Jin Roe said he thought he would have to carry a weapon to class, but he arms himself only with a lesson plan.
Roe, who got the impression from watching American television that students would be "rough" and perhaps present behavior problems, said that he was pleasantly surprised when he started teaching math at El Monte High School in September.
"I find the students here very cooperative, even more so than in Canada," said Roe, one of 13 Canadian teachers who moved to the San Gabriel Valley this fall in search of job security in their teaching careers.
Hired last June by the El Monte Union High School District at a job fair held in Vancouver, Canada, most of the teachers say they encountered varying degrees of culture shock. "By the time we got on the (Interstate) 10 freeway, we were in tears because of the smog," said Jim Feldes, 24, of Burnaby, who drove to California with another teacher.
"I'm really starting to like it, but at first I wasn't so sure," said Sheila Harrison, who teaches science and physical education at Arroyo High School in El Monte.
Harrison, 28, of Vancouver, said that when she first arrived in California this summer she called home every day, running up big telephone bills.
"I was ready to pack up and go home," she said, after moving into her first apartment, where she was greeted by an army of roaches.
"My roommate and I cried a lot."
But with a semester behind them, most of the teachers say they are glad they came to California.
"Professionally, it was a good move," said Sandra Lawry, 31, who teaches English at Rosemead High School. Lawry, from Powell River, had taught high school in Canada for five years but, like the other teachers from Canada, had been unable to get a full-time permanent job in her own country.
"We were all temporaries," she said.
3,500 Laid Off
"The schools wouldn't commit until August," said Roe. "What they were saying in essence is that there are a lot of fish out there, and why should I make it easy on you. They were playing a game. It definitely bothered me."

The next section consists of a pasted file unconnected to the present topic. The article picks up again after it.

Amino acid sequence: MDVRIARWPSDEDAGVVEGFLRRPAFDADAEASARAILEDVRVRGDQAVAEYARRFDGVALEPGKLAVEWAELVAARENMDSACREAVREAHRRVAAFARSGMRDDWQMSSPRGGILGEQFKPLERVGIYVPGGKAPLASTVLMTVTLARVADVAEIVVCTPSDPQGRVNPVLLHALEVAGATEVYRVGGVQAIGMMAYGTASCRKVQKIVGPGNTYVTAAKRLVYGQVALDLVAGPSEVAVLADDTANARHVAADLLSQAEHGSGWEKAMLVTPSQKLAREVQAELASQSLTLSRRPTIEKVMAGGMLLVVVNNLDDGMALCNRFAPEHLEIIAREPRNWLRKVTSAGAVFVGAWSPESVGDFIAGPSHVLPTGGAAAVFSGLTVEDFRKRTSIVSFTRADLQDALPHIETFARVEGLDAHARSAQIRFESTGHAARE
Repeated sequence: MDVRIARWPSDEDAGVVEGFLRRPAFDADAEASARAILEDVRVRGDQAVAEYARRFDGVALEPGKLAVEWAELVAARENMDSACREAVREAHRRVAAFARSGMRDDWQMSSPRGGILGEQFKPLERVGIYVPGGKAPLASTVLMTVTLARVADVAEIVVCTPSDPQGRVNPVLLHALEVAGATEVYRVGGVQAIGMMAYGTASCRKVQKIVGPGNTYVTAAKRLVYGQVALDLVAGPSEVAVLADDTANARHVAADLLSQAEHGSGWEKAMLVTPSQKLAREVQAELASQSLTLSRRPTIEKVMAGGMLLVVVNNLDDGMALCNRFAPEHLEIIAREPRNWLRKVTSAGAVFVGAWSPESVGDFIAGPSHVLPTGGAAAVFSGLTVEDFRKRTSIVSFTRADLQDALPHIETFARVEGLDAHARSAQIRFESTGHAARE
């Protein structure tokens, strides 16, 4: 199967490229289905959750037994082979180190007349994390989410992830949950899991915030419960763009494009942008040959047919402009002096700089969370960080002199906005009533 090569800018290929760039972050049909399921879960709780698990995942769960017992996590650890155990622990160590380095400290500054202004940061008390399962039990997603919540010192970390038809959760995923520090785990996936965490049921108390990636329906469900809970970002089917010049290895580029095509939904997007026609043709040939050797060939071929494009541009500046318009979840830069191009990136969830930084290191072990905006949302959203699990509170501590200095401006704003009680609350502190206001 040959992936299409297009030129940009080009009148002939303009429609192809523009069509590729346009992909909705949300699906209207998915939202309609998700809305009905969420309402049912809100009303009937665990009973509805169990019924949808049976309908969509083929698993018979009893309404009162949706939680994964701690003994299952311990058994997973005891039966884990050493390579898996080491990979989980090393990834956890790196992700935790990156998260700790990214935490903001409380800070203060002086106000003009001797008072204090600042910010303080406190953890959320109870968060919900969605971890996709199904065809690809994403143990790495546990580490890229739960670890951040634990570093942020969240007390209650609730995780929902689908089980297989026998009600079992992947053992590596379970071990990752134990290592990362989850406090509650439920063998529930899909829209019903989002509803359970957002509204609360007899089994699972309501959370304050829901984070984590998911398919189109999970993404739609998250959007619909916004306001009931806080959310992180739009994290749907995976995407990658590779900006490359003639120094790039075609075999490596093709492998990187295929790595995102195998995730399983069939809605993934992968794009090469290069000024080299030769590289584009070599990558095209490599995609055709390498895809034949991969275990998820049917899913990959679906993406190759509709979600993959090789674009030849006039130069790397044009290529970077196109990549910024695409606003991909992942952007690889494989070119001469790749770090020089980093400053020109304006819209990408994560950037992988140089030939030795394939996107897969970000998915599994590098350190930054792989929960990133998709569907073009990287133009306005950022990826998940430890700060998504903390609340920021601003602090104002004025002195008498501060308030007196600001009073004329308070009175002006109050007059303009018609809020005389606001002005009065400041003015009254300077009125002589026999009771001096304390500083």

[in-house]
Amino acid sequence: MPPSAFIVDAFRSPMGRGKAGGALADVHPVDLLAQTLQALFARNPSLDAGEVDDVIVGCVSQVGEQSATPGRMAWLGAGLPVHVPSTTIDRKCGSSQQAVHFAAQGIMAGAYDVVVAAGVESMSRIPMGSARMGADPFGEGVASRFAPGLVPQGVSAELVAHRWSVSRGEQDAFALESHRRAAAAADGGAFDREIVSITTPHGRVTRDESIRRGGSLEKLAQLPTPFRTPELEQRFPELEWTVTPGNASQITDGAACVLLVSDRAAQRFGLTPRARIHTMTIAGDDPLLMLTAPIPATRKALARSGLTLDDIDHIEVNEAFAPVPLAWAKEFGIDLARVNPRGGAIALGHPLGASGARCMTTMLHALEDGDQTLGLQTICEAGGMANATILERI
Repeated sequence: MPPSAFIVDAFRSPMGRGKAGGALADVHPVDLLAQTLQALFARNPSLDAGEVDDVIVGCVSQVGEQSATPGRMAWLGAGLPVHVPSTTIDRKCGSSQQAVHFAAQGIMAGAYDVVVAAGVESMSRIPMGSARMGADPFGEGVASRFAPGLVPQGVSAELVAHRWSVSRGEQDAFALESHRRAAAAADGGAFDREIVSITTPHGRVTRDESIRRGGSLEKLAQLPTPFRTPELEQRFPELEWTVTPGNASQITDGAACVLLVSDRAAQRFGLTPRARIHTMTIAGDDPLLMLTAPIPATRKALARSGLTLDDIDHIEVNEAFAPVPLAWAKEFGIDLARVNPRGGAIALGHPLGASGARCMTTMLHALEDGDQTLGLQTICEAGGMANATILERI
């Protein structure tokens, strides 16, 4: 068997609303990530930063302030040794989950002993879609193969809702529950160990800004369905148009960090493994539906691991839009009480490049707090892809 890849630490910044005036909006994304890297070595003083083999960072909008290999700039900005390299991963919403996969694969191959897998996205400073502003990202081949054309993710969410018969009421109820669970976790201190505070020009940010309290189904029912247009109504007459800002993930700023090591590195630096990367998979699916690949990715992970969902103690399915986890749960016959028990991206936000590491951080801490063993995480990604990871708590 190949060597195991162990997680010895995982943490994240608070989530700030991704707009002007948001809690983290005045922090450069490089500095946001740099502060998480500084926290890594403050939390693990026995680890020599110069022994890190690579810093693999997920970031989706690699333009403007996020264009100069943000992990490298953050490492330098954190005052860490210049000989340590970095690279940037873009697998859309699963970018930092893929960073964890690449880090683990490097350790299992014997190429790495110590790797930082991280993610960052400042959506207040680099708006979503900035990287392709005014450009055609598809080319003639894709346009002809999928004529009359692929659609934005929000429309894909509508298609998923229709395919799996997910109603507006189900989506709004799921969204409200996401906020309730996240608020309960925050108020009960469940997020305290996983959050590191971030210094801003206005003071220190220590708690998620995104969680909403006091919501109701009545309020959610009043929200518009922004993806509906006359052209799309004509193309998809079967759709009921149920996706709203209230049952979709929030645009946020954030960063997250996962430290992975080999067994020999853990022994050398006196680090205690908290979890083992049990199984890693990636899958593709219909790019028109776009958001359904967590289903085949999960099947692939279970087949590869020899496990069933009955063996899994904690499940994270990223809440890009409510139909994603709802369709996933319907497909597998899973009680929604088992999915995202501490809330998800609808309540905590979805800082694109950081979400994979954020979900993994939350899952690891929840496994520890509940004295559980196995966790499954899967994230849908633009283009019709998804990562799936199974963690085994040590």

According to Mel Lehan, coordinator of the Unemployed Teachers Action Center in Vancouver, about 3,500 Canadian teachers have been laid off in the last two years.
Even those like Lawry who had jobs did not feel secure. Most worked under short-term contracts and looked enviously at their neighbors to the south who could look forward to tenure and the promise of lifetime security after a relatively short probationary period.
In an effort to help unemployed teachers, the British Columbia Teachers Federation held a job fair at the University of British Columbia in Vancouver in June. About 2,000 teachers and dozens of recruiters from as far away as Texas attended.
"We found a gold mine of talent up there," said Jack Quinn, principal of Arroyo High School, where five Canadians got teaching jobs.
"They're doing great," said Dr. Terry Irvine, principal of Rosemead High School, who hired three teachers he affectionately refers to as the "Canadian connection," for his school.
El Monte officials heard about the "connection" from administrators at the Long Beach Unified School District, who sent representatives to a similar job fair in Vancouver in April. Long Beach now has 20 teachers from Canada working in the district, said spokesman Richard Van Der Laan, who added that most of the recruits had worked out well.
The El Monte district, which had encountered difficulty finding teachers with science and math degrees, decided to send five administrators to the June job fair to "shop" for teachers for its four high schools--Arroyo, Mountain View and El Monte in El Monte, and Rosemead.
Many of the teachers who went to the fair said they were surprised to find jobs because there was such keen competition.
"It was just like throwing a fishing line out without intending to catch anything," said Jim Taite, 26, a bachelor from White Rock who teaches science and coaches soccer at Rosemead High School.
"I thought that the interviewing experience would be good," said the first-year teacher who had just graduated from college when he met the El Monte officials.
"I thought that I didn't have a chance," said Anna Zastawny, 25, of Toronto, a physical education and math teacher at Mountain View High School. "I almost turned around and went home."
The teachers say they are earning about the same in California as they would in Canada, ranging from about $20,000 a year for beginners to $33,000 for more experienced teachers.
But more important than money is job security.
In Canada, said Roe, who came to California with two years' experience, he never knew until the last minute if he would be working the next semester.
"Everybody is sort of on the edge because of the job competition," he said, adding that he felt little camaraderie with other teachers.
"Sometimes teachers walked right by without even saying hi," he said.